> better optimised for printing than screen display. The best thing to do of
    > course is to accurately measure the output characteristics of your
    > screen/printer/whatever, and apply the correct transfer function for each
    > device when you send data to it. To do this you need ICC aware software,
    > and a colorimeter to measure accurately measure the colour reproduction of
    > each of your output devices.


    I have never used a light meter before when taking photo's but I guess this
    is where it would be handy?

    > HTH,

    It has helped #:) Cheers SL
     
    SL, Dec 16, 2003
    #7
  8. SL

    Ron Baird Guest

    Greetings SL,

    Sorry to hear about your trouble.

    If you are using Kodak paper, you can try the One Touch feature of
    EasyShare. When you install the software, it includes the One Touch option
    which is a driver that adjusts your printer driver for optimum results when
    using Kodak paper.

    If you want to use another program than EasyShare, you can still use Kodak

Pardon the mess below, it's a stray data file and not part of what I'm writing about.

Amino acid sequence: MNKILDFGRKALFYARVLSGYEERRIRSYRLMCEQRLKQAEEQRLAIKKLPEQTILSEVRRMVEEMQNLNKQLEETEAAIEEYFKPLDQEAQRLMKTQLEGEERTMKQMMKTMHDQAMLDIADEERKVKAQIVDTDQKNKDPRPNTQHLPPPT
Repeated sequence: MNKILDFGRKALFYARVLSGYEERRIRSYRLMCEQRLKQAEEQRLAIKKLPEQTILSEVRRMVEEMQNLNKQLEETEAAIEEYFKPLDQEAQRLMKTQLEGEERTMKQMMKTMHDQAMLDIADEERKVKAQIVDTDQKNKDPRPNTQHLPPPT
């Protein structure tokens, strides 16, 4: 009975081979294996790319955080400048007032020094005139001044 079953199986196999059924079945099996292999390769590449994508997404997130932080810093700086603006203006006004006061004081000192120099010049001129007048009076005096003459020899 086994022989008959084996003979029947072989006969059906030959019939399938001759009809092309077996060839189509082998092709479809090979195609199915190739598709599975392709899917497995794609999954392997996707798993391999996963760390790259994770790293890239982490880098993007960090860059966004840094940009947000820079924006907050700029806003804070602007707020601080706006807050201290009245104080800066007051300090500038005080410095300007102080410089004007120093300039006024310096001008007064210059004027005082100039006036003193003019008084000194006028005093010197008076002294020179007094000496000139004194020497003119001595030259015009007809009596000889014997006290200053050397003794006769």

paper and the settings found by following the links found on the Kodak
    Inkjet webpage. Just look to the left and click on the 'Printer Settings.'
    This will help you get great results.

    If you have questions, let me know, I am here for you.

    Ron Baird
    Eastman Kodak Company




    > Hi,
    >
    > Could anyone help me understand how to calibrate my PC so that what I

    print
    > is what I see on the screen.
    >
    > I have
    > Software:
    > Adobe Photoshop Elements 2.0
    > Adobe Photoshop Album 2.0
    > Windows 2000
    >
    > Hardware:
    > Illyama Flat Screen Monitor 17'' (DVI)
    > Nvidia GEForce 256 Video card
    > HP Photosmart 1215 Printer
    > Epson 1615 scanner
    > Kodak DX4900 Camera
    >
    > My problem I have is that nothing prints the way I see it on the screen

    with
    > it printing usually much darker. The same picture on other monitors and

    PCs
    > can look quite different. I have been reading about ICC / ICM profiles

    and
    > notice I can associate an ICC with a picture in Adobe Photoshop Elements.
    > Is the general idea to associate the same ICC with all hardware devices?
    >
    > My video card supports altering the Gamma profile and the loading of an

    ICC
    > profile but this makes the output very bright and the colors are lighter.

    I
    > notice too in Windows I can select properties of the desktop and select
    > settings --> advanced -- > color management and load multiple ICC

    profiles.
     
    Ron Baird, Dec 18, 2003
    #8